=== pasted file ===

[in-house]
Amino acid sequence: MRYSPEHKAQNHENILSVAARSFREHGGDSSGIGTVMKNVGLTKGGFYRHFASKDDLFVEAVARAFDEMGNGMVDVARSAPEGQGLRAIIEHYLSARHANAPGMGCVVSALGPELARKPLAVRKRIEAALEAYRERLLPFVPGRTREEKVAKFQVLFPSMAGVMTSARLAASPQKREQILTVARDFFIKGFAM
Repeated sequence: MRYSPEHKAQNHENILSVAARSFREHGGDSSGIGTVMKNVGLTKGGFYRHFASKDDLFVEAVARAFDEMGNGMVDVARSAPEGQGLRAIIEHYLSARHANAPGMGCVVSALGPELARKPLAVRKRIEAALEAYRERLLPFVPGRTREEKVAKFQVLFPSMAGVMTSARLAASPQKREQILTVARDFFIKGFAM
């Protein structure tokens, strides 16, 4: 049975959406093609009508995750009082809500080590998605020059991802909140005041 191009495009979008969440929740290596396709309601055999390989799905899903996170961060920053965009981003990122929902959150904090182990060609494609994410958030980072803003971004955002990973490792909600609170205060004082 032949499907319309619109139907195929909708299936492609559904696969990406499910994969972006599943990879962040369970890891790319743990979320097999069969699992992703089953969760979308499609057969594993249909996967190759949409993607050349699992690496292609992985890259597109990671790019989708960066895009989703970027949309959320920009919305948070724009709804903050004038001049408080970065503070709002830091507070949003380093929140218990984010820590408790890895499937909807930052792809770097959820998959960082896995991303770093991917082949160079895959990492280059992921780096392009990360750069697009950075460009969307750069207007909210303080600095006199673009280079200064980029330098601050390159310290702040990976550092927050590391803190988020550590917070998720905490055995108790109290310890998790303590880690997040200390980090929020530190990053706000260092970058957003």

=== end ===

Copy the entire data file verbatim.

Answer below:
[in-house]
Amino acid sequence: MRYSPEHKAQNHENILSVAARSFREHGGDSSGIGTVMKNVGLTKGGFYRHFASKDDLFVEAVARAFDEMGNGMVDVARSAPEGQGLRAIIEHYLSARHANAPGMGCVVSALGPELARKPLAVRKRIEAALEAYRERLLPFVPGRTREEKVAKFQVLFPSMAGVMTSARLAASPQKREQILTVARDFFIKGFAM
Repeated sequence: MRYSPEHKAQNHENILSVAARSFREHGGDSSGIGTVMKNVGLTKGGFYRHFASKDDLFVEAVARAFDEMGNGMVDVARSAPEGQGLRAIIEHYLSARHANAPGMGCVVSALGPELARKPLAVRKRIEAALEAYRERLLPFVPGRTREEKVAKFQVLFPSMAGVMTSARLAASPQKREQILTVARDFFIKGFAM
């Protein structure tokens, strides 16, 4: 049975959406093609009508995750009082809500080590998605020059991802909140005041 191009495009979008969440929740290596396709309601055999390989799905899903996170961060920053965009981003990122929902959150904090182990060609494609994410958030980072803003971004955002990973490792909600609170205060004082 032949499907319309619109139907195929909708299936492609559904696969990406499910994969972006599943990879962040369970890891790319743990979320097999069969699992992703089953969760979308499609057969594993249909996967190759949409993607050349699992690496292609992985890259597109990671790019989708960066895009989703970027949309959320920009919305948070724009709804903050004038001049408080970065503070709002830091507070949003380093929140218990984010820590408790890895499937909807930052792809770097959820998959960082896995991303770093991917082949160079895959990492280059992921780096392009990360750069697009950075460009969307750069207007909210303080600095006199673009280079200064980029330098601050390159310290702040990976550092927050590391803190988020550590917070998720905490055995108790109290310890998790303590880690997040200390980090929020530190990053706000260092970058957003």